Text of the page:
How to read Hacker News threads with most recent comments first

Hacker News displays comments in a tree. This can be frustrating if you want to keep track of a particular conversation, as you constantly have to seek through the tree to find the latest comment.

I solved this problem in three different ways today. I'll detail them in increasing orders of complexity (which frustratingly is the reverse order to how I figured them out!)

The easiest way: Algolia search

The official Hacker News search uses Algolia, with a constantly updated index.

If you search for story:35111646, filter for comments and then order by date you'll get the comments for that particular story, most recent at the top. Problem solved!

Here's the URL - edit the story ID in that URL (or on the page) to view comments for a different story.

Screenshot of those search results

The Algolia search_by_date API

The Algolia Hacker News API is documented here:

Note that this is a separate system from the official Hacker News API, which is powered by Firebase, doesn't provide any search or filtering endpoints and is documented at

To retrieve all comments on a specific story ordered by date, most recent first as JSON you can hit this endpoint:,story_35111646&hitsPerPage=1000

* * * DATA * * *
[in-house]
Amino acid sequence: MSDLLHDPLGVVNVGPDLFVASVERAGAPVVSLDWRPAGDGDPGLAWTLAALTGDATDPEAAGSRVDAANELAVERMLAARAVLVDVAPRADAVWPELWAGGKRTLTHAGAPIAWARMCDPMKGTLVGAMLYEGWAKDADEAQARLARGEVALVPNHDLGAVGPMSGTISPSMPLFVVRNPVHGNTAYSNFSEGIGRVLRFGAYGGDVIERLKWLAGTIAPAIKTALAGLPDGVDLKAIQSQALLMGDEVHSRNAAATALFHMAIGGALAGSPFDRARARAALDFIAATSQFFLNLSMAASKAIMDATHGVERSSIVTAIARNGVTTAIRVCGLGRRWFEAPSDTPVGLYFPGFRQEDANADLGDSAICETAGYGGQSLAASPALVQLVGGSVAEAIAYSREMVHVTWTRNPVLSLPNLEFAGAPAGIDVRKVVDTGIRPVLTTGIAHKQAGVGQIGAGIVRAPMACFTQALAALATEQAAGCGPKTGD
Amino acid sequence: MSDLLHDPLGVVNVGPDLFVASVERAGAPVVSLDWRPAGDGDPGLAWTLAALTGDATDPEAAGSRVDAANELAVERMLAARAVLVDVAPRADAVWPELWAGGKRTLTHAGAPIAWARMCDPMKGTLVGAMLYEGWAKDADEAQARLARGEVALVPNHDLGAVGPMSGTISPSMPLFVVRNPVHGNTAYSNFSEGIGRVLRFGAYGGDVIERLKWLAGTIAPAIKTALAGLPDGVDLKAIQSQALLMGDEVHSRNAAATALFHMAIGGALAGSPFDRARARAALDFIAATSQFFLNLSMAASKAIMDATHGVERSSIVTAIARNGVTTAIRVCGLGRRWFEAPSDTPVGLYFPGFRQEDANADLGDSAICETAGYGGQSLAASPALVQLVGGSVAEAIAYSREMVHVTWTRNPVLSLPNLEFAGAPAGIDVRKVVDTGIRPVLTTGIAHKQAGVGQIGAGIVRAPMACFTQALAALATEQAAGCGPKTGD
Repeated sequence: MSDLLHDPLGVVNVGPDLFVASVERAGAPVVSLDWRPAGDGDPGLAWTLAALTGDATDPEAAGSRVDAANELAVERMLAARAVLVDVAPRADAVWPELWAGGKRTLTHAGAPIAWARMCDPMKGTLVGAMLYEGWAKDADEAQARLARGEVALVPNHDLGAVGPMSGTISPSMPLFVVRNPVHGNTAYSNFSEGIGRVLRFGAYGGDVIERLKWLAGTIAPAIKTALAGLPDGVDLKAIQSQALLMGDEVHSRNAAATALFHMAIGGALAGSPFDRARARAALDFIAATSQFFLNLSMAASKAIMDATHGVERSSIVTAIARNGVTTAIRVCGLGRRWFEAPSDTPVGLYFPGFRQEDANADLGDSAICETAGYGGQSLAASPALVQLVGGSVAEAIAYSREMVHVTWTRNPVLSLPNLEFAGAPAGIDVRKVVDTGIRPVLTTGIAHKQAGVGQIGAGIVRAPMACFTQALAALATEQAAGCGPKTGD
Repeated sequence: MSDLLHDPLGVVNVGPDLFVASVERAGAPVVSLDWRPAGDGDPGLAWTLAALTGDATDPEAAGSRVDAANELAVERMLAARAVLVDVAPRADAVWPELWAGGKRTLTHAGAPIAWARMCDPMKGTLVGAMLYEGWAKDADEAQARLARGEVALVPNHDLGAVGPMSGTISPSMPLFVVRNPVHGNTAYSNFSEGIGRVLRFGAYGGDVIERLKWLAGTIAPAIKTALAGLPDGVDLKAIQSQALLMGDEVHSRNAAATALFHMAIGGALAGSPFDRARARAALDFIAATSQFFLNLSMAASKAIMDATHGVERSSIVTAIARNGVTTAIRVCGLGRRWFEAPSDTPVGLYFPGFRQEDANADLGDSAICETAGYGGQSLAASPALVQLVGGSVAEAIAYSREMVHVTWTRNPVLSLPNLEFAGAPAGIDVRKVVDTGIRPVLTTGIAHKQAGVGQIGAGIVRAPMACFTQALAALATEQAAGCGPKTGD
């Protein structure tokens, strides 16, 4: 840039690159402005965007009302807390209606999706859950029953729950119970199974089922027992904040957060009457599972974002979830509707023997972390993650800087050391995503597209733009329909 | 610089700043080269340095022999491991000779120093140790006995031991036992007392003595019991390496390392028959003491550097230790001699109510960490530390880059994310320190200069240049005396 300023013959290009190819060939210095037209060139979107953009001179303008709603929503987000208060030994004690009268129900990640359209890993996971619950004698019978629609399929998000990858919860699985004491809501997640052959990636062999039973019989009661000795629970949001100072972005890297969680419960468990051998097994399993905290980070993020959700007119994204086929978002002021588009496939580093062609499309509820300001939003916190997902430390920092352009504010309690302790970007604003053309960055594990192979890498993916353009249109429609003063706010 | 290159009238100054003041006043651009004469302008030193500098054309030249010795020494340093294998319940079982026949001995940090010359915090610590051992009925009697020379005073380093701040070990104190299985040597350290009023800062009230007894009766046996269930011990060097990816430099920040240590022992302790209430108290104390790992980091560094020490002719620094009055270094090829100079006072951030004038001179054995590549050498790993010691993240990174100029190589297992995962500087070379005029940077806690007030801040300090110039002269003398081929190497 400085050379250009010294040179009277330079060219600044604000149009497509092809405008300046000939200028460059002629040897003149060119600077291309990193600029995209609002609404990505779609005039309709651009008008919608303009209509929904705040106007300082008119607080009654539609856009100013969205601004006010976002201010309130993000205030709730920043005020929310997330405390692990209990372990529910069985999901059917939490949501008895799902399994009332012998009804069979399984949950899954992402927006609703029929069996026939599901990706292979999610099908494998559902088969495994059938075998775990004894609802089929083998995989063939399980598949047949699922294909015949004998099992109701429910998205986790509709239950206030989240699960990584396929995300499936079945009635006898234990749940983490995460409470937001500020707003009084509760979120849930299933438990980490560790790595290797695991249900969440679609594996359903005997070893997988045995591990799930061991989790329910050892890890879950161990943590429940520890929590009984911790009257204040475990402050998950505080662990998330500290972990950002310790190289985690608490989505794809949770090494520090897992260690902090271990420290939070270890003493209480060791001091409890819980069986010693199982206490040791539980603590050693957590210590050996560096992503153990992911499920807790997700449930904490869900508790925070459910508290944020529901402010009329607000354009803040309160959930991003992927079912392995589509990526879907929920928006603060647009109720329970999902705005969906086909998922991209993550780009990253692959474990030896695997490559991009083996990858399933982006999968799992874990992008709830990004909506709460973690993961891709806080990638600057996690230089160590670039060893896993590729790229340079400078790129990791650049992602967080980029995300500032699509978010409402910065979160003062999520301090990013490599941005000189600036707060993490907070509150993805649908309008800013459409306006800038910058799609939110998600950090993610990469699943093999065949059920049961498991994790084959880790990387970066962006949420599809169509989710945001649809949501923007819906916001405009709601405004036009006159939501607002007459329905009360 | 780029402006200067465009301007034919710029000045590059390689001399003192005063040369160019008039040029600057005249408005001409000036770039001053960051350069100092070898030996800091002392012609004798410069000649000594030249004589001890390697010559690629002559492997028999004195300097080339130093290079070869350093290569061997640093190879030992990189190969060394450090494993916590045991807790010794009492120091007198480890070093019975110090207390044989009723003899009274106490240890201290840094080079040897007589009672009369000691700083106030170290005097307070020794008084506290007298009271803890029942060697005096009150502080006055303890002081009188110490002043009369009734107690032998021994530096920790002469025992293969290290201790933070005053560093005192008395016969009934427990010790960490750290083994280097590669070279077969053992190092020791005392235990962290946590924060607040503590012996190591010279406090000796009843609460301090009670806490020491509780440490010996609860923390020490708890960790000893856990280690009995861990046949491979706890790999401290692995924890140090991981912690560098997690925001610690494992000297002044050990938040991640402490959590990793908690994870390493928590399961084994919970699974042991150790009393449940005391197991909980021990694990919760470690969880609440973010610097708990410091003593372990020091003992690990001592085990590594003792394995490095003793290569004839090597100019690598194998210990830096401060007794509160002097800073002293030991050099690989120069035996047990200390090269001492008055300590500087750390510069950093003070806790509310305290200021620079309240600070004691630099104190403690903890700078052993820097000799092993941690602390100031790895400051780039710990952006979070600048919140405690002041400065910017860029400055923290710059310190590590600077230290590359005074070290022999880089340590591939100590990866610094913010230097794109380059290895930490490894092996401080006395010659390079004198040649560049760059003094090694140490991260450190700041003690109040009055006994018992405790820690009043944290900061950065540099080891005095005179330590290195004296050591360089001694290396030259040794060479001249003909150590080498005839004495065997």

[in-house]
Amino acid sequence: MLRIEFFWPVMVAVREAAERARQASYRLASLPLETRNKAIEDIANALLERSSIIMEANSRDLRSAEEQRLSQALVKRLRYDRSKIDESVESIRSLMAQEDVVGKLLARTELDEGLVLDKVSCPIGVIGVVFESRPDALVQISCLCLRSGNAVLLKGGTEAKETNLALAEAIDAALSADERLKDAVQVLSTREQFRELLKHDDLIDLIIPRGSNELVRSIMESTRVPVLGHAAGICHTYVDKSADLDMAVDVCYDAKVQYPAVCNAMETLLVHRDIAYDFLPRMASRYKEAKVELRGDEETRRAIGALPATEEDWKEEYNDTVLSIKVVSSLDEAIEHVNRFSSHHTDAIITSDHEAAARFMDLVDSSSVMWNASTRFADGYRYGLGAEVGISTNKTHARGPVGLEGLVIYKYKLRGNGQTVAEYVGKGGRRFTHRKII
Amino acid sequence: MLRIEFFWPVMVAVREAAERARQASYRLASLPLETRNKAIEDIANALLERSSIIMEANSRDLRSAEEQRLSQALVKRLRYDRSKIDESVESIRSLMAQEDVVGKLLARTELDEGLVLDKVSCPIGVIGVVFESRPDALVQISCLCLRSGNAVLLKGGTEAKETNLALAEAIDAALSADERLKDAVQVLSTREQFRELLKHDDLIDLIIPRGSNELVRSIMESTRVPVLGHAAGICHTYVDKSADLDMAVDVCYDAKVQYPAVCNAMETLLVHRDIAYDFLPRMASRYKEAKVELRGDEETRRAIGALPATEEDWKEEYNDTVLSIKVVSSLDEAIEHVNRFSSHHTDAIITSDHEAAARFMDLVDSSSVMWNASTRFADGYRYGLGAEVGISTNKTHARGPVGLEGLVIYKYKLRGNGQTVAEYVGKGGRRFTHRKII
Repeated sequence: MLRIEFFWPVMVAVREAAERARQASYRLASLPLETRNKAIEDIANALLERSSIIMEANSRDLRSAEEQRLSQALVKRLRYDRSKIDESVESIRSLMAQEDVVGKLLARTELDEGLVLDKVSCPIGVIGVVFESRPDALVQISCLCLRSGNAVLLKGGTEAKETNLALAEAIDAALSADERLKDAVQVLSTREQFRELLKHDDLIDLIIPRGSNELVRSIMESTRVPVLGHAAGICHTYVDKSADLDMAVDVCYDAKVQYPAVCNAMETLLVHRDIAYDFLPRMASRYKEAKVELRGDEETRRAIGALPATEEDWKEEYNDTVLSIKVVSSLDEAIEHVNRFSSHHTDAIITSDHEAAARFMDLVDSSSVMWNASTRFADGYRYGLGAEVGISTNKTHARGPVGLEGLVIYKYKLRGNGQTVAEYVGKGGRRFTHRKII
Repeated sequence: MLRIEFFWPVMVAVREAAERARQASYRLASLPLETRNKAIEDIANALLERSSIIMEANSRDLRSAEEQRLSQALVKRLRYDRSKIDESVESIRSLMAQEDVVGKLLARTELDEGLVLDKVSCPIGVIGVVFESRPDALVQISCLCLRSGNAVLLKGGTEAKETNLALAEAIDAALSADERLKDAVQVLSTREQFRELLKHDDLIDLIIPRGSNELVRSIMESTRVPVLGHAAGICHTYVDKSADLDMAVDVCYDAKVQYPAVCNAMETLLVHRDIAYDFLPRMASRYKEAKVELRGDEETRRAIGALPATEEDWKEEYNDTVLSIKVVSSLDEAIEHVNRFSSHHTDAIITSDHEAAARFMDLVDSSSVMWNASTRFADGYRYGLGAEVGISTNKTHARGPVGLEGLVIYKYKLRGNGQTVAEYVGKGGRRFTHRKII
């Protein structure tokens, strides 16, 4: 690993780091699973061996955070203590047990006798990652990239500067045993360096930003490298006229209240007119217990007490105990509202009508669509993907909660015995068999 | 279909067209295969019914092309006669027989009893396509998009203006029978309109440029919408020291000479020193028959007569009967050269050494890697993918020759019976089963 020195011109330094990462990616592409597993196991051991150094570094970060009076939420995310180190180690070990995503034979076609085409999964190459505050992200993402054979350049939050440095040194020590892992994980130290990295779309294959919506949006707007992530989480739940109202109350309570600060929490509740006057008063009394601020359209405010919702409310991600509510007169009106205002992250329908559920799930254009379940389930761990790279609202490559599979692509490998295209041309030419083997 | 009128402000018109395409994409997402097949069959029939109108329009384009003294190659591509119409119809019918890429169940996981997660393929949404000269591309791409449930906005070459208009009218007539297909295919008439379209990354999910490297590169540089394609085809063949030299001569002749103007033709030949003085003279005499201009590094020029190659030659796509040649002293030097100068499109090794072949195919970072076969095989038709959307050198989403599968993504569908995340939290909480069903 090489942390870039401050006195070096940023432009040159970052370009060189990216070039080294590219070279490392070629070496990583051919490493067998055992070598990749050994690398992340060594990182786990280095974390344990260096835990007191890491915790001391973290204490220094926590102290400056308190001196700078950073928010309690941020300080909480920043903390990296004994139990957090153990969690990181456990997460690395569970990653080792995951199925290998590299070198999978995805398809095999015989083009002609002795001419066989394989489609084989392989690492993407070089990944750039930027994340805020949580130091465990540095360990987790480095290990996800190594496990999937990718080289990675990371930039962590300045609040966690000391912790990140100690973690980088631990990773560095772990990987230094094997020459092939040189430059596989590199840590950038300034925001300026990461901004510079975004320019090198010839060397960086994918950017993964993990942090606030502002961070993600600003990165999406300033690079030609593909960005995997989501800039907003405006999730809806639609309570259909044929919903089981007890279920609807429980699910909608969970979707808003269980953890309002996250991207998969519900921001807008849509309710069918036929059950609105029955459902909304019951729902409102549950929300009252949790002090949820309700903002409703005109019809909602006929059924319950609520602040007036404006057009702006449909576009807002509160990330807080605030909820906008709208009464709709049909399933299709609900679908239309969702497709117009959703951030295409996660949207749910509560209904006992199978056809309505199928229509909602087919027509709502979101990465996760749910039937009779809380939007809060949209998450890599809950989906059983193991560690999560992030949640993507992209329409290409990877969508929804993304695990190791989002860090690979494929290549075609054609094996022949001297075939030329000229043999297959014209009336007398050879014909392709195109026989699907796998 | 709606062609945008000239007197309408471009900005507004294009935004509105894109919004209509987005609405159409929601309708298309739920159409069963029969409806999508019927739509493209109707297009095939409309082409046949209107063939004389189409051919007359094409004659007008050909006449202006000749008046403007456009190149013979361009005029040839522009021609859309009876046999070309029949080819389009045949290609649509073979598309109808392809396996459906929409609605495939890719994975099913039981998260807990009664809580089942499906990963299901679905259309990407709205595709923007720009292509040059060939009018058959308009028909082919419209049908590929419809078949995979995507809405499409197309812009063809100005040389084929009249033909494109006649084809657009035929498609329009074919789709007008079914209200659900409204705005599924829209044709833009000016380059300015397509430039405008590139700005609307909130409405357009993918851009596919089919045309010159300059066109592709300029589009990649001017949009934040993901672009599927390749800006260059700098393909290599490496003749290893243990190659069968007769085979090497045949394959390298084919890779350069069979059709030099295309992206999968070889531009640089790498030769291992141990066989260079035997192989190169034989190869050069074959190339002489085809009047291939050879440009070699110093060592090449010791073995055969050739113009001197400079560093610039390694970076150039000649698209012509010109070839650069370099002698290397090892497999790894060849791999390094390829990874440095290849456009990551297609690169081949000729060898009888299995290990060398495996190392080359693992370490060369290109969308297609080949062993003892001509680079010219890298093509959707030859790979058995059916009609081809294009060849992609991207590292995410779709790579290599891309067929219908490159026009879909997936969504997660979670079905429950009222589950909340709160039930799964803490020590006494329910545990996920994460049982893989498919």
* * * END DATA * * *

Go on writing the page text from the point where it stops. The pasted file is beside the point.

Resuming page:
The tags= parameter does all of the work here - we're asking it for items of type comment that have been tagged with story_35111646.

This returns 20 results by default. I've added &hitsPerPage=1000 to get back the maximum of 1,000.

This gives you back JSON, but how can we turn that into something that's more readable in our browser?

Loading that into Datasette Lite

I'm going to use Datasette Lite, my build of Datasette running directly in the browser using Python compiled to WebAssembly. More on how that works here.

This is possible because the Algolia API returns JSON with a access-control-allow-origin: * CORS header, allowing that data to be loaded by other web applications running on different domains.